The autumn and winter seasons can be a treacherous time for your pasture if maintenance isn’t upheld.
A drop in temperatures, combined with wind, rain, and snow can lead to your pasture becoming inhabitable for horses and your ground requiring extensive repair works. However, putting in the legwork now will ensure that fields are kept in the best possible condition over the autumn and winter months.
Rest and Rotate Grazing
To ensure that there is sufficient grazing come spring, pastures need to be maintained over the colder seasons correctly. Therefore, grazing should be limited so that horses do not eat sward shorter than three inches, as this can cause long-term damage to plants and leave them at risk of disease.
If you have sufficient space in your paddock, then section off areas and rotate your pasture so that the ground does not become over grazed. Grass also needs a resting period during autumn and winter, and extensive grazing in the non-growing season can lead to a poor-quality pasture for the following year.
Overgrazing can lead to soil compaction, as horse hooves crush plants and roots. Not only does this leave room for weeds to grow but it also restricts root growth and water filtration, as well as eroding soil and causing water contamination.
Compaction is another reason to ensure that your pasture is rotated and rested to avoid the ground becoming down trodden by horse hooves.
Simply put, compaction is something which you should place your efforts into avoiding happening at all costs.
Fertilising your pasture now will ensure that growth is strong come the spring and encourage a thick sward during the winter.
We recommend using Suregrow as it has been designed for use in horse paddocks, as it is a slow release fertiliser and has the correct nutrients to maintain horse health (it has a base of cereal). It will release over a period of three months, providing your pasture with a sustained period of nutritional benefits.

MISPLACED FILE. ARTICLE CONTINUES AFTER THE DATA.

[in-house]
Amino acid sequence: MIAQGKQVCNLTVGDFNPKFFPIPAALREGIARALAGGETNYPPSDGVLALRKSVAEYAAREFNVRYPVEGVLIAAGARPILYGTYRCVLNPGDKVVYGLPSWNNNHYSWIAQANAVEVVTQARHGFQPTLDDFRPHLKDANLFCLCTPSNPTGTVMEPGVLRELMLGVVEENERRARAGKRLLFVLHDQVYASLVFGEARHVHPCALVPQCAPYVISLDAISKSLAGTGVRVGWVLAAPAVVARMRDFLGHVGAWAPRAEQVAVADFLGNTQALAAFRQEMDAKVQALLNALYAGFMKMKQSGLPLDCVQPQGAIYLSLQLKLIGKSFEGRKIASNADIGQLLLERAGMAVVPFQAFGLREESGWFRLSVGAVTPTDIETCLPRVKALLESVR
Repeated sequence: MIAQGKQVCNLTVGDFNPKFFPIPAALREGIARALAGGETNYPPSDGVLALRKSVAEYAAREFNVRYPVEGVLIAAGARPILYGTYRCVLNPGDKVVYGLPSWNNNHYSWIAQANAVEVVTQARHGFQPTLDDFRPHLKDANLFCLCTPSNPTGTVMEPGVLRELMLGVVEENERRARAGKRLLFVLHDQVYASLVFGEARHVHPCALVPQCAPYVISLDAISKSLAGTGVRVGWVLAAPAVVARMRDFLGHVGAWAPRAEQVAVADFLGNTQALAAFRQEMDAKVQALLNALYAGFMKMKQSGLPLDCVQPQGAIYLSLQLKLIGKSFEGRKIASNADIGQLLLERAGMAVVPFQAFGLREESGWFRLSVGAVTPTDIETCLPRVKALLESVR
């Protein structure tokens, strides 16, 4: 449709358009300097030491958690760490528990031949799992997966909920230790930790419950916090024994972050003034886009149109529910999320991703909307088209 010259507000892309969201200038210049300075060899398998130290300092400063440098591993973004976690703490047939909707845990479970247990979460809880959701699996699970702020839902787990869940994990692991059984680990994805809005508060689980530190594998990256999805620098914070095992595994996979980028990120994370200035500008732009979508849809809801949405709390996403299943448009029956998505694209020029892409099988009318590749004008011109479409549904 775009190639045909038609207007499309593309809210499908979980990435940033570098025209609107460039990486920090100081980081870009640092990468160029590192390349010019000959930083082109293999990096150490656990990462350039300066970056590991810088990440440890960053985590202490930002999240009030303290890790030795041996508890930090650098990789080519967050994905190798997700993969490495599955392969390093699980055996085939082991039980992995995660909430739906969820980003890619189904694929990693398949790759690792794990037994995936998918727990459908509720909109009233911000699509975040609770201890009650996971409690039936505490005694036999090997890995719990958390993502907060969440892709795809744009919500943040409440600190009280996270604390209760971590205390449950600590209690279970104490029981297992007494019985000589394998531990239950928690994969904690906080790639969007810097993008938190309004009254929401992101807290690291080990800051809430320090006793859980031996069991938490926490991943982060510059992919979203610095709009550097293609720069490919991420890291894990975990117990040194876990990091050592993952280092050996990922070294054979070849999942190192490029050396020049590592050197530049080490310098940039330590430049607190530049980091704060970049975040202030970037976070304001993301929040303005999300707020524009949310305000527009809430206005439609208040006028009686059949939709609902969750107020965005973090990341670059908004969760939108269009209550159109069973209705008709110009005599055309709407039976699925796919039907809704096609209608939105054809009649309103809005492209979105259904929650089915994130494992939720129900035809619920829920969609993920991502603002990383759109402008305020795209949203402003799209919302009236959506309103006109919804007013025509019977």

Around four weeks after fertiliser has been applied, you should begin to notice a difference in your grass, depending on the rain fall when the fertiliser was spread as this helps it to penetrate the root system.
Overseeding is the process of broadcasting seeds over the pasture to recover damaged areas and open sward patches, by a spreader or manually. Using a broadcasting spreader is recommended as this ensures thorough spreading and completes the spread in one pass.
Although overseeding is best carried out during the summer in preparation for winter, if the weather is warm enough then it can be carried out if soil temperatures are around seven degrees centigrade.
When overseeding bear in mind that not all grasses are suitable; best results are gained from large seeds, and you will need to consider the livestock and requirements of your pasture.
Prevent Horses Queuing at the Gate
Horses have a tendency to stand by the gate during autumn and winter, especially when the weather is grim and boredom sets in. However, by allowing them to do this for prolonged periods it can cause the ground to become damaged.
If you are able to and have the space, then turn your horses out throughout the day for short periods of time to prevent a queue at the gate all day.
Increasing hay bales in the paddock can help to keep horses occupied and way from the gate. Installing a temporary gate setback slightly from the front gate can help to reduce the area from becoming damaged – however, you will need to reposition the temporary gate to avoid this area from becoming churned up.
Implement Thorough Drainage Systems
Wetter months bring a host of issues for your pasture, therefore ensuring that you have thorough drainage systems in place can help to avert problems and keep water build-up away.
While you should have placed your paddock in a position where sufficient drainage is provided throughout the year (ideally on high ground with a gentle slope), checking that the area has the required drainage in place during autumn is a must.
Ensuring that there is drainage gravel underneath footings will cause the water to flow naturally into the ground, and a drainage pipe can divert water to another location away from the pasture.
Nearby ditches should also be cleared of debris so that drainage is not restricted by natural sources.
Wooden fencing can become a victim of rot if it has not been treated prior to the changing seasons. When installing fencing use a supplier whose fence posts have a rot guarantee (for example, our posts are guaranteed for 15 years) or use creosoted posts which also have an extensive lifespan.
It’s also recommended that you check that your fencing is secure, as windy conditions may lead posts to become dislodged or damaged, especially if they are already weak.
You may find that horses chew fence panels, therefore you may wish to treat the fencing with a safe deterrent to avoid damage.
A thorough maintenance strategy throughout autumn will ensure that your pasture remains healthy and in good condition. As they say, prevention is better than cure so take the necessary steps to protect your paddock now, so that when spring arrives you do not have to remedy any issues.